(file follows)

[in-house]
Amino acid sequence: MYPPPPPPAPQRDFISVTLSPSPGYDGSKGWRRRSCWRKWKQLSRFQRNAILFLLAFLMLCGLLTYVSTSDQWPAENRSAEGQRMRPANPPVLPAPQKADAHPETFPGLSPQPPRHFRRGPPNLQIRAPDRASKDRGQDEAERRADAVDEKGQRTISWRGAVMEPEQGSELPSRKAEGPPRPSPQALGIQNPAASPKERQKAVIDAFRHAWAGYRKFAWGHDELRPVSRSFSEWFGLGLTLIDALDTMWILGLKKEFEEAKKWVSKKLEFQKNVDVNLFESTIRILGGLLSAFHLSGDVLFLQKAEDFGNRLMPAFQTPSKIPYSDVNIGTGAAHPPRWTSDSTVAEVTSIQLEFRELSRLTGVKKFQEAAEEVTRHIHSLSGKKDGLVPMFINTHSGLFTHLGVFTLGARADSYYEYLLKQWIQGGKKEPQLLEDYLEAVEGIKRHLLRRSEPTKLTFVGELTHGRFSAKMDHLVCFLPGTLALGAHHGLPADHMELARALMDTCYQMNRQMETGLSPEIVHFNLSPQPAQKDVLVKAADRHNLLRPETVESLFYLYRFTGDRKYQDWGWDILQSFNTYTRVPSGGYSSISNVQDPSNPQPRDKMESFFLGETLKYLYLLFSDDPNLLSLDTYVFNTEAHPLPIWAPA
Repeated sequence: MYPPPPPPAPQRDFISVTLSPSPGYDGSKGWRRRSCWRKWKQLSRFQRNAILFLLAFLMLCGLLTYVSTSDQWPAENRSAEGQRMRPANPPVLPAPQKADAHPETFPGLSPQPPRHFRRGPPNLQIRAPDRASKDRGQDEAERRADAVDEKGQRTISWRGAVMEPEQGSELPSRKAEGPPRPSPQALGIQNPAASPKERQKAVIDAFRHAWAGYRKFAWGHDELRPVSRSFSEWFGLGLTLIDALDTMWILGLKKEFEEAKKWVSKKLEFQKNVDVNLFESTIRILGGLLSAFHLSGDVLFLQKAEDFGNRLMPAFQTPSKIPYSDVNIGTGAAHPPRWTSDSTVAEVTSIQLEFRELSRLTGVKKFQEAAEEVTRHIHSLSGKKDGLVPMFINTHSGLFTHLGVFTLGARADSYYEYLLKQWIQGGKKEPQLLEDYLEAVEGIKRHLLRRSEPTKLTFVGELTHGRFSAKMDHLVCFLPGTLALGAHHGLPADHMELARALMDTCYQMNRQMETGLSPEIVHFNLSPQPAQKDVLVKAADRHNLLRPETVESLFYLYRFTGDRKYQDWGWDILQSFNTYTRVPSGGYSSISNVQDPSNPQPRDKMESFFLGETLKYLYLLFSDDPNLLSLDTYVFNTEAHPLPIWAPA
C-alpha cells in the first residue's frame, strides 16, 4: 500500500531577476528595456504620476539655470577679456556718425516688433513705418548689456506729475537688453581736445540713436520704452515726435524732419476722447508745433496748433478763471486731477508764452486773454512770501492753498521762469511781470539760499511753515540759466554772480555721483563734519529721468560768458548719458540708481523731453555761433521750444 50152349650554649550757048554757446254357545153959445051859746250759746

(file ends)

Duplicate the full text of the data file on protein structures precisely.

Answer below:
[in-house]
Amino acid sequence: MYPPPPPPAPQRDFISVTLSPSPGYDGSKGWRRRSCWRKWKQLSRFQRNAILFLLAFLMLCGLLTYVSTSDQWPAENRSAEGQRMRPANPPVLPAPQKADAHPETFPGLSPQPPRHFRRGPPNLQIRAPDRASKDRGQDEAERRADAVDEKGQRTISWRGAVMEPEQGSELPSRKAEGPPRPSPQALGIQNPAASPKERQKAVIDAFRHAWAGYRKFAWGHDELRPVSRSFSEWFGLGLTLIDALDTMWILGLKKEFEEAKKWVSKKLEFQKNVDVNLFESTIRILGGLLSAFHLSGDVLFLQKAEDFGNRLMPAFQTPSKIPYSDVNIGTGAAHPPRWTSDSTVAEVTSIQLEFRELSRLTGVKKFQEAAEEVTRHIHSLSGKKDGLVPMFINTHSGLFTHLGVFTLGARADSYYEYLLKQWIQGGKKEPQLLEDYLEAVEGIKRHLLRRSEPTKLTFVGELTHGRFSAKMDHLVCFLPGTLALGAHHGLPADHMELARALMDTCYQMNRQMETGLSPEIVHFNLSPQPAQKDVLVKAADRHNLLRPETVESLFYLYRFTGDRKYQDWGWDILQSFNTYTRVPSGGYSSISNVQDPSNPQPRDKMESFFLGETLKYLYLLFSDDPNLLSLDTYVFNTEAHPLPIWAPA
Repeated sequence: MYPPPPPPAPQRDFISVTLSPSPGYDGSKGWRRRSCWRKWKQLSRFQRNAILFLLAFLMLCGLLTYVSTSDQWPAENRSAEGQRMRPANPPVLPAPQKADAHPETFPGLSPQPPRHFRRGPPNLQIRAPDRASKDRGQDEAERRADAVDEKGQRTISWRGAVMEPEQGSELPSRKAEGPPRPSPQALGIQNPAASPKERQKAVIDAFRHAWAGYRKFAWGHDELRPVSRSFSEWFGLGLTLIDALDTMWILGLKKEFEEAKKWVSKKLEFQKNVDVNLFESTIRILGGLLSAFHLSGDVLFLQKAEDFGNRLMPAFQTPSKIPYSDVNIGTGAAHPPRWTSDSTVAEVTSIQLEFRELSRLTGVKKFQEAAEEVTRHIHSLSGKKDGLVPMFINTHSGLFTHLGVFTLGARADSYYEYLLKQWIQGGKKEPQLLEDYLEAVEGIKRHLLRRSEPTKLTFVGELTHGRFSAKMDHLVCFLPGTLALGAHHGLPADHMELARALMDTCYQMNRQMETGLSPEIVHFNLSPQPAQKDVLVKAADRHNLLRPETVESLFYLYRFTGDRKYQDWGWDILQSFNTYTRVPSGGYSSISNVQDPSNPQPRDKMESFFLGETLKYLYLLFSDDPNLLSLDTYVFNTEAHPLPIWAPA
C-alpha cells in the first residue's frame, strides 16, 4: 500500500531577476528595456504620476539655470577679456556718425516688433513705418548689456506729475537688453581736445540713436520704452515726435524732419476722447508745433496748433478763471486731477508764452486773454512770501492753498521762469511781470539760499511753515540759466554772480555721483563734519529721468560768458548719458540708481523731453555761433521750444 50152349650554649550757048554757446254357545153959445051859746250759746